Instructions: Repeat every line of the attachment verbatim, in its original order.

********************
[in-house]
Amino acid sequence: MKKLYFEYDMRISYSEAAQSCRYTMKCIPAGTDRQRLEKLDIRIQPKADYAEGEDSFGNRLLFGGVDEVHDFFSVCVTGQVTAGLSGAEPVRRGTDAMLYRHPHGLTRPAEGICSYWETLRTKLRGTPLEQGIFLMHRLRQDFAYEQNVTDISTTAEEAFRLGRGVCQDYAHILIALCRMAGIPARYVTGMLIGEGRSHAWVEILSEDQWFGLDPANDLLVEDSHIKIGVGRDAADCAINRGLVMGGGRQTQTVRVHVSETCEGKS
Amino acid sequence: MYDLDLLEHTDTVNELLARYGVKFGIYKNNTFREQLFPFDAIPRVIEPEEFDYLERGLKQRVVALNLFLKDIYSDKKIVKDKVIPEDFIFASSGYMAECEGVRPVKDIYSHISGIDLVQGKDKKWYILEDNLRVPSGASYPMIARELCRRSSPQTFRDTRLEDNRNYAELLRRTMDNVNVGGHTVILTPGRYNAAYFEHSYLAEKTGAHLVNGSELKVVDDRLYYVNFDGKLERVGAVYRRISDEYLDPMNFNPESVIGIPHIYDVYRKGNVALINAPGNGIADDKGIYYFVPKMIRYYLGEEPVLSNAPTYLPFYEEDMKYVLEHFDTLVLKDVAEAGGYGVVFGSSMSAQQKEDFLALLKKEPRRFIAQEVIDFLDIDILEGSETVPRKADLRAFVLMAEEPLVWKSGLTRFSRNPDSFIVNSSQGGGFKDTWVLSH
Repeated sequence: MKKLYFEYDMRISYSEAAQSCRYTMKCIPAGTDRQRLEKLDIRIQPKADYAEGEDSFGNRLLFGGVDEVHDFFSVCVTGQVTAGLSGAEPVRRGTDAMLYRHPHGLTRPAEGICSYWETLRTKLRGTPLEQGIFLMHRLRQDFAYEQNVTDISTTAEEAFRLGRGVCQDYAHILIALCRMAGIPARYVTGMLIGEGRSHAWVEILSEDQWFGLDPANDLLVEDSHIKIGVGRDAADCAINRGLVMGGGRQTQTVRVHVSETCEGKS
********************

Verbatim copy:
[in-house]
Amino acid sequence: MKKLYFEYDMRISYSEAAQSCRYTMKCIPAGTDRQRLEKLDIRIQPKADYAEGEDSFGNRLLFGGVDEVHDFFSVCVTGQVTAGLSGAEPVRRGTDAMLYRHPHGLTRPAEGICSYWETLRTKLRGTPLEQGIFLMHRLRQDFAYEQNVTDISTTAEEAFRLGRGVCQDYAHILIALCRMAGIPARYVTGMLIGEGRSHAWVEILSEDQWFGLDPANDLLVEDSHIKIGVGRDAADCAINRGLVMGGGRQTQTVRVHVSETCEGKS
Amino acid sequence: MYDLDLLEHTDTVNELLARYGVKFGIYKNNTFREQLFPFDAIPRVIEPEEFDYLERGLKQRVVALNLFLKDIYSDKKIVKDKVIPEDFIFASSGYMAECEGVRPVKDIYSHISGIDLVQGKDKKWYILEDNLRVPSGASYPMIARELCRRSSPQTFRDTRLEDNRNYAELLRRTMDNVNVGGHTVILTPGRYNAAYFEHSYLAEKTGAHLVNGSELKVVDDRLYYVNFDGKLERVGAVYRRISDEYLDPMNFNPESVIGIPHIYDVYRKGNVALINAPGNGIADDKGIYYFVPKMIRYYLGEEPVLSNAPTYLPFYEEDMKYVLEHFDTLVLKDVAEAGGYGVVFGSSMSAQQKEDFLALLKKEPRRFIAQEVIDFLDIDILEGSETVPRKADLRAFVLMAEEPLVWKSGLTRFSRNPDSFIVNSSQGGGFKDTWVLSH
Repeated sequence: MKKLYFEYDMRISYSEAAQSCRYTMKCIPAGTDRQRLEKLDIRIQPKADYAEGEDSFGNRLLFGGVDEVHDFFSVCVTGQVTAGLSGAEPVRRGTDAMLYRHPHGLTRPAEGICSYWETLRTKLRGTPLEQGIFLMHRLRQDFAYEQNVTDISTTAEEAFRLGRGVCQDYAHILIALCRMAGIPARYVTGMLIGEGRSHAWVEILSEDQWFGLDPANDLLVEDSHIKIGVGRDAADCAINRGLVMGGGRQTQTVRVHVSETCEGKS